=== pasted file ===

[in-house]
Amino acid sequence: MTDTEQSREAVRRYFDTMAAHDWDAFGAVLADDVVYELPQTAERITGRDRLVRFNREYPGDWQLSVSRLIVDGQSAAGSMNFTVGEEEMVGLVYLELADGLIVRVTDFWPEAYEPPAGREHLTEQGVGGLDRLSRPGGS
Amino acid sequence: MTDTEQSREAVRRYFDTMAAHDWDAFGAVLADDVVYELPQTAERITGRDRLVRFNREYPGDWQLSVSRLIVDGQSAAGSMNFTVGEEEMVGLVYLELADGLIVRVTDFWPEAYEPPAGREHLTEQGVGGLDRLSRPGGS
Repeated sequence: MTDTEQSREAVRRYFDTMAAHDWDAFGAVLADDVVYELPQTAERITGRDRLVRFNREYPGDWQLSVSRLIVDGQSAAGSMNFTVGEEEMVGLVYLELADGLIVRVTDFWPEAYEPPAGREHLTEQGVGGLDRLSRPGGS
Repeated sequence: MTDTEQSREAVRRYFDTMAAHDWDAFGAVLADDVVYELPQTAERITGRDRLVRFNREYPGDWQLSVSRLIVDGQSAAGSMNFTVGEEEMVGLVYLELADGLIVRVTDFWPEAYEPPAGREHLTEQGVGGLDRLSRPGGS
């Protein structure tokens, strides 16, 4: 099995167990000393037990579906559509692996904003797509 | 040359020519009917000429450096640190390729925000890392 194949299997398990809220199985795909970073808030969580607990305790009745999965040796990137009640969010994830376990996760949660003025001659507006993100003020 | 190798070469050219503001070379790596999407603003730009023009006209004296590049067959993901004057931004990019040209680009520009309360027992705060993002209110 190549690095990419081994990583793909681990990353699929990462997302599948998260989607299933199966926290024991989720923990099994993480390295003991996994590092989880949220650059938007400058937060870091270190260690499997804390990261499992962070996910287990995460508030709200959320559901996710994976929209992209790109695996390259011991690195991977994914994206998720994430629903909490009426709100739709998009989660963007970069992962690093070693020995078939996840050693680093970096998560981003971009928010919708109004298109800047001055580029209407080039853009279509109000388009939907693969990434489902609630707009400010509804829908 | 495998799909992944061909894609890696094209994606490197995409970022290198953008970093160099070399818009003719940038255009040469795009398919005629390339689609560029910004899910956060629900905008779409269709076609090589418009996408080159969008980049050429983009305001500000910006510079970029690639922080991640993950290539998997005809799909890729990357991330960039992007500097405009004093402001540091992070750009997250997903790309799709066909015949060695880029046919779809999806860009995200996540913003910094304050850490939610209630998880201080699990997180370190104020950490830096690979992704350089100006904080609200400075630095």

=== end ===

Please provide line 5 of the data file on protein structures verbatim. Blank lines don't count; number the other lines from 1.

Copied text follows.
Repeated sequence: MTDTEQSREAVRRYFDTMAAHDWDAFGAVLADDVVYELPQTAERITGRDRLVRFNREYPGDWQLSVSRLIVDGQSAAGSMNFTVGEEEMVGLVYLELADGLIVRVTDFWPEAYEPPAGREHLTEQGVGGLDRLSRPGGS